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Dr. Suzan Obagi says she’s not afraid of causing PIH in darker skin types. She offers her expertise and approach to understanding and treating pigmentation issues.
It is not unusual for me to see a patient in consultation for skin concerns only to find out that they were referred by their dermatologist or cosmetic surgeon because of fear of treating their darker skin complexion without risking more pigmentation issues. While I am thankful that the physician referred the patient if they were concerned about treating their skin safely, it makes me wonder how many patients out there are being turned away from treatments based solely upon their skin color.
I think we have been taught, rightfully so, to be concerned about post-inflammatory hyperpigmentation (PIH) when treating darker-skinned patients, but there are steps we can take to prepare the patient’s skin well so that we can safely treat them.
First, let’s look at the difference between ephelides (freckles), lentigines (sunspots), PIH, and melasma. Patients may have a genetic predisposition to forming ephelides, but that gene varies racially. Biopsies show increased pigmentation but not increased melanocytes; however, ephelides have a predilection for sun-exposed skin. This suggests that there is an overproduction of melanin by melanocytes. Solar lentigines, on the other hand, arise in areas where repeated sun exposure induces mutations, resulting in increased melanin production and abnormal pigment retention by the keratinocytes. In these lesions, there is a mild increased number of melanocytes as well as evidence of photodamage in the dermis.
PIH is a temporary overproduction of pigment in response to an epidermal injury or trauma. Usually, this injury is thermal but PIH can be seen in patients that excoriate their skin or that have had inflammatory lesions in the skin. Rarely, severe inflammation can cause melanin to drop into the dermis and to be engulfed by melanophages. PIH is worsened by sun exposure.
Melasma, on the other hand, is a much more complex disorder that may have a genetic predisposition. Melasma arises mostly in women of child-bearing age but it can be seen in men and older women. In melasma, some unknown trigger has induced melanocytes to overproduce and distribute melanin to the keratinocytes. Sometimes, this pigment can drop into the dermis and be taken up by melanophages resulting in dermal melasma. While the trigger may be elusive, there is certainly a link to things that worsen melasma. These include ultraviolet light and certain visible light wavelengths, hormones (pregnancy, oral contraceptives, hormone IUD), and certain topical agents (chemical sunscreens, fragrances and certain botanical agents), heat (spas, saunas, hot yoga, cooking). Once these melanocytes are sensitized and over-produce pigmentation, it is challenging to quiet them down or to clear the melasma fully.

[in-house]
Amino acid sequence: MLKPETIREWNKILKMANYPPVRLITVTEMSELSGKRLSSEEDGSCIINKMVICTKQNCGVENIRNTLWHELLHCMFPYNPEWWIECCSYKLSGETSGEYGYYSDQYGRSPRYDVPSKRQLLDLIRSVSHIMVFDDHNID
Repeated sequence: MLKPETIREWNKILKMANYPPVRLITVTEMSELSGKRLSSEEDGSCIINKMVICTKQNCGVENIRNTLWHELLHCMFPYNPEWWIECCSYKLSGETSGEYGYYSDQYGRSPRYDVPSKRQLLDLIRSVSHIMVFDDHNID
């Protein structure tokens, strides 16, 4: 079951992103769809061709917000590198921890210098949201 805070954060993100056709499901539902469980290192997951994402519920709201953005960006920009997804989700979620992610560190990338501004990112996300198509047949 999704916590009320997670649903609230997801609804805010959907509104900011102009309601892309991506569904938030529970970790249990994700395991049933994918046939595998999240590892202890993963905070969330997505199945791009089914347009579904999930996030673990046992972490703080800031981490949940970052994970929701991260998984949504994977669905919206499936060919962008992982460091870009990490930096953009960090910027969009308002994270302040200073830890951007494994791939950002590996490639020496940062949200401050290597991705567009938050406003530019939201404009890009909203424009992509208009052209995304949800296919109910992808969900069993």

When I see patients with dyschromias, it is important to assess the following:
Patients with ephelides and lentigines can be safely treated with light peels and non-ablative fractionated lasers, Q-switched lasers, and broadband light (BBL). However, the darker the patient’s complexion, the longer I pretreat with a comprehensive skincare regimen before performing any of these treatments. The risk of not doing so is that you will induce PIH during the healing process.
Patients with PIH — the dreaded complication — are actually easy to treat. It may resolve with proper management in one month, three months or six months, but in the end, it all resolves. Patients that develop hyperpigmentation in response to acne or oven burns are at risk for PIH from any face procedure. PIH is not permanent thus it does not scare me if it arises, but I try my utmost best to minimize the risk of PIH and to treat it preemptively. Any patient at risk for PIH should be pretreated with a comprehensive skincare regimen, and once they have healed after a procedure, the patient should quickly resume the topical regimen. If, despite this, PIH develops, the patient must be diagnosed quickly and started on a series of 30% salicylic acid peels at two- to four-week intervals until the PIH resolves. Being more aggressive with peels, or by performing a laser (heat trauma), will only aggravate the condition. Lasers have no role to play in treating PIH.
Melasma is the one condition for which I do not over-promise the results. If the patient has eliminated all their contributing factors (hormones, heat, certain topical agents) and they have used their comprehensive skincare regimen faithfully, epidermal melasma should show considerable improvement by six weeks (one skin cell turnover cycle). If at six weeks the patient is doing well, I then see them back at three months. However, if at six weeks, they are not improved despite using their products correctly, I add light peels to their regimen with 30% salicylic acid every four weeks. At three months, I reassess their skin. If it is considerably improved, I continue the skincare regimen unchanged for one year. The light peels can continue. If the patient is only moderately improved, I might add a non-ablative fractionated laser combined with a salicylic acid peel or Jessner’s solution peel. However, if there is little change at the three-month evaluation, it may indicate that the pigmentation is dermal. If so, I may proceed with a medium-depth trichloroacetic acid (TCA) peel to try to eliminate some of the dermal melanophages. I do not use more than a 24% or 25% concentration TCA peel, as higher concentrations can cause an inflammatory reaction in the skin. Of course, once the patient has healed, they resume their topical skincare regimen immediately. It is important not to let the melasma rebound.